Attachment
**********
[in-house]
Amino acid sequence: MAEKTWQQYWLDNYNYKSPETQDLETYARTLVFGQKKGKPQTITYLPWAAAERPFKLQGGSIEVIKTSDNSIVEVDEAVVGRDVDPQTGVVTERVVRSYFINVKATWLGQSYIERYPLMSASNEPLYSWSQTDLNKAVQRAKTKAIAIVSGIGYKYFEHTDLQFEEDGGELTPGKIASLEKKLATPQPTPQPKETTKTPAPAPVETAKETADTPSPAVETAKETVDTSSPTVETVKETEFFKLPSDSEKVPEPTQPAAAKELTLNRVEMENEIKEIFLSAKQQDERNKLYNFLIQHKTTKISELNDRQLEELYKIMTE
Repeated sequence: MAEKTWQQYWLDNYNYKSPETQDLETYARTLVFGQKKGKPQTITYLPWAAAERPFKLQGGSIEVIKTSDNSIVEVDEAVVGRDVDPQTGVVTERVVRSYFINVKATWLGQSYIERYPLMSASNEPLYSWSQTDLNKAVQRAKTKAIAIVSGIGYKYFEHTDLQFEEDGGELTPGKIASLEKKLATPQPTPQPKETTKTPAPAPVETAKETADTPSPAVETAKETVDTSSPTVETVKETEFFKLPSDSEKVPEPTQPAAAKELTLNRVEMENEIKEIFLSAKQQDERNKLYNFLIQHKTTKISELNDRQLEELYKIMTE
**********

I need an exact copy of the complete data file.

[in-house]
Amino acid sequence: MAEKTWQQYWLDNYNYKSPETQDLETYARTLVFGQKKGKPQTITYLPWAAAERPFKLQGGSIEVIKTSDNSIVEVDEAVVGRDVDPQTGVVTERVVRSYFINVKATWLGQSYIERYPLMSASNEPLYSWSQTDLNKAVQRAKTKAIAIVSGIGYKYFEHTDLQFEEDGGELTPGKIASLEKKLATPQPTPQPKETTKTPAPAPVETAKETADTPSPAVETAKETVDTSSPTVETVKETEFFKLPSDSEKVPEPTQPAAAKELTLNRVEMENEIKEIFLSAKQQDERNKLYNFLIQHKTTKISELNDRQLEELYKIMTE
Repeated sequence: MAEKTWQQYWLDNYNYKSPETQDLETYARTLVFGQKKGKPQTITYLPWAAAERPFKLQGGSIEVIKTSDNSIVEVDEAVVGRDVDPQTGVVTERVVRSYFINVKATWLGQSYIERYPLMSASNEPLYSWSQTDLNKAVQRAKTKAIAIVSGIGYKYFEHTDLQFEEDGGELTPGKIASLEKKLATPQPTPQPKETTKTPAPAPVETAKETADTPSPAVETAKETVDTSSPTVETVKETEFFKLPSDSEKVPEPTQPAAAKELTLNRVEMENEIKEIFLSAKQQDERNKLYNFLIQHKTTKISELNDRQLEELYKIMTE